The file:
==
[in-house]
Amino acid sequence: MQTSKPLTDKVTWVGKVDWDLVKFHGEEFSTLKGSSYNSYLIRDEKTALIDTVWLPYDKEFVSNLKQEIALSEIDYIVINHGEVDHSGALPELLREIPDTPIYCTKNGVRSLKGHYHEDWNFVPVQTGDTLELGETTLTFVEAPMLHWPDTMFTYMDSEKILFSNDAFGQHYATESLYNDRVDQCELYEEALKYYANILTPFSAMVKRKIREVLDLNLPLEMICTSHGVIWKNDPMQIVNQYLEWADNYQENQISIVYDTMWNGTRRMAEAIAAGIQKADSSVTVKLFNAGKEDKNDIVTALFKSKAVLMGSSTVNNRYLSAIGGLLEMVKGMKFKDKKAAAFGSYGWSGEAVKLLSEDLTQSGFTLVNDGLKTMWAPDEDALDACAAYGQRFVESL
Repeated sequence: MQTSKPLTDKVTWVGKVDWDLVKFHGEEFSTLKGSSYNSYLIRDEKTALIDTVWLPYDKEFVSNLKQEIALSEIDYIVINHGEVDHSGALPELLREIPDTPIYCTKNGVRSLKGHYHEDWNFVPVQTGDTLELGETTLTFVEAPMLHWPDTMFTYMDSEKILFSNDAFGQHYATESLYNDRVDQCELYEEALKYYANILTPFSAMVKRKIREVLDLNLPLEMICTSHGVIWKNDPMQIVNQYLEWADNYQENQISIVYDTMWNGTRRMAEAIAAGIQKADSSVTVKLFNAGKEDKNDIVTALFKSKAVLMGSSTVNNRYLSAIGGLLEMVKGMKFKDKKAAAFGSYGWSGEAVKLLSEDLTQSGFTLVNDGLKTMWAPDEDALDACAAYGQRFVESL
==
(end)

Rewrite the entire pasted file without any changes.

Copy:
[in-house]
Amino acid sequence: MQTSKPLTDKVTWVGKVDWDLVKFHGEEFSTLKGSSYNSYLIRDEKTALIDTVWLPYDKEFVSNLKQEIALSEIDYIVINHGEVDHSGALPELLREIPDTPIYCTKNGVRSLKGHYHEDWNFVPVQTGDTLELGETTLTFVEAPMLHWPDTMFTYMDSEKILFSNDAFGQHYATESLYNDRVDQCELYEEALKYYANILTPFSAMVKRKIREVLDLNLPLEMICTSHGVIWKNDPMQIVNQYLEWADNYQENQISIVYDTMWNGTRRMAEAIAAGIQKADSSVTVKLFNAGKEDKNDIVTALFKSKAVLMGSSTVNNRYLSAIGGLLEMVKGMKFKDKKAAAFGSYGWSGEAVKLLSEDLTQSGFTLVNDGLKTMWAPDEDALDACAAYGQRFVESL
Repeated sequence: MQTSKPLTDKVTWVGKVDWDLVKFHGEEFSTLKGSSYNSYLIRDEKTALIDTVWLPYDKEFVSNLKQEIALSEIDYIVINHGEVDHSGALPELLREIPDTPIYCTKNGVRSLKGHYHEDWNFVPVQTGDTLELGETTLTFVEAPMLHWPDTMFTYMDSEKILFSNDAFGQHYATESLYNDRVDQCELYEEALKYYANILTPFSAMVKRKIREVLDLNLPLEMICTSHGVIWKNDPMQIVNQYLEWADNYQENQISIVYDTMWNGTRRMAEAIAAGIQKADSSVTVKLFNAGKEDKNDIVTALFKSKAVLMGSSTVNNRYLSAIGGLLEMVKGMKFKDKKAAAFGSYGWSGEAVKLLSEDLTQSGFTLVNDGLKTMWAPDEDALDACAAYGQRFVESL